Pre-departure Covid-19 tests are required for people who are not fully vaccinated or have not recovered from the virus in the previous six months. This also applies to travellers without a valid Covid-19 health pass. Children under-18 won’t need to test before travel. 

Norway currently only recognises health passes compatible with the EU scheme and digital certificates from the United Kingdom and a handful of other non-EEA countries as proof of vaccination or having recovered from the disease. 

Fully vaccinated travellers with an approved health pass will not need to test before departing.

Regardless of vaccine status, prior infection or health pass, all travellers will need to test for Covid-19 after arriving in Norway. In most cases, this can be done at the border in the form of a rapid antigen test, especially at airports. Travellers must wait for results at the test centre. 

In instances where there isn’t a test station at the border, for example, some land borders, or in the event of queues, some travellers will be sent home with rapid antigen tests.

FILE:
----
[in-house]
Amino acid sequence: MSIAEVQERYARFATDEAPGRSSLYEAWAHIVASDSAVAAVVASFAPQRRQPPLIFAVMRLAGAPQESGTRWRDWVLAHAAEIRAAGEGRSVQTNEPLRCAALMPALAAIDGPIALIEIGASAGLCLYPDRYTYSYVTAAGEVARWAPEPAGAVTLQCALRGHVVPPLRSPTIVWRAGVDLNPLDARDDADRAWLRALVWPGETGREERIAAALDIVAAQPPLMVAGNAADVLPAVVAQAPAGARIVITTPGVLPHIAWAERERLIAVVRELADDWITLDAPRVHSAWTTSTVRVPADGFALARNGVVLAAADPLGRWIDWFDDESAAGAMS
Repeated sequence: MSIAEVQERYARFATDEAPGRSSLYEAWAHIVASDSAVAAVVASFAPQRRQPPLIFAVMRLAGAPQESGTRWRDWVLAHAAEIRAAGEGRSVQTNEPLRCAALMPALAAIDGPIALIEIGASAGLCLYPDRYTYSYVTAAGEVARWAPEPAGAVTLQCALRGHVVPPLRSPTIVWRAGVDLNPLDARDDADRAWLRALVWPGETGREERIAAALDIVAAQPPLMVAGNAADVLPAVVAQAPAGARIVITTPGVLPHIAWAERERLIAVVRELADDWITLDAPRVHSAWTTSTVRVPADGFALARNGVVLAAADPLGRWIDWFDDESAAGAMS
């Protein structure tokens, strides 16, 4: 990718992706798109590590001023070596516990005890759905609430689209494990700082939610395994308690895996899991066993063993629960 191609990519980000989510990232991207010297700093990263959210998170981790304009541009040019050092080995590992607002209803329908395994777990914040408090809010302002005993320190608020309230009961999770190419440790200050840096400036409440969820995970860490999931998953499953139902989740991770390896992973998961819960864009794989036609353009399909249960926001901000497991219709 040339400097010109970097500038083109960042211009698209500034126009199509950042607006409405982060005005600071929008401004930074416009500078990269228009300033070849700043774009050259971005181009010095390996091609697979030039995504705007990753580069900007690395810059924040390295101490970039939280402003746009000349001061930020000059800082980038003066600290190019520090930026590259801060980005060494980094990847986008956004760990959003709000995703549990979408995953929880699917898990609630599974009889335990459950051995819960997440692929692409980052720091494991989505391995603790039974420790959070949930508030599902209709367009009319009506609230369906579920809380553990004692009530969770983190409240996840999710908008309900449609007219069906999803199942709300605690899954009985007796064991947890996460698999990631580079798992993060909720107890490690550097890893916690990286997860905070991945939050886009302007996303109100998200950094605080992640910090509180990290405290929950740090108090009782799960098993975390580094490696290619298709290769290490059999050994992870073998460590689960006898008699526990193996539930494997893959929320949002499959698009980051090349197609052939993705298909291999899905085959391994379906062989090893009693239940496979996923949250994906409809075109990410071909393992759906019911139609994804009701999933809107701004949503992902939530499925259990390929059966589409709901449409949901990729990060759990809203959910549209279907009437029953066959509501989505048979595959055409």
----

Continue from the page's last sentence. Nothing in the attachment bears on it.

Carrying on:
Arrivals who aren’t fully vaccinated, have not recovered from coronavirus within the last half a year or do not have an approved health pass will also need to quarantine. 

The quarantine period is set at ten days. However, you can end quarantine after returning a negative PCR test taken no sooner than three days after arrival. This means, typically, you can expect an isolation period of around five to six days, depending on the length of time it takes to process your test.

Quarantine hotels are not mandatory, and you can spend the isolation period at home provided you have access to a private room and can social distance. 

What are the Covid-19 rules? 

Currently, there are several measures in place that will impact people visiting the country. You will need to social distance and wear a face mask in shops, restaurants and other venues, on public transport, in taxis and shopping centres.

READ ALSO: What are Norway’s Covid rules this Christmas? 

Furthermore, the sale of alcohol in bars and restaurants is prohibited nationwide, meaning you won’t be able to have a glass of wine while eating out, for example. A more significant knock-on effect of this is that several businesses may choose to close their doors entirely as the company is not profitable without the sale of alcohol.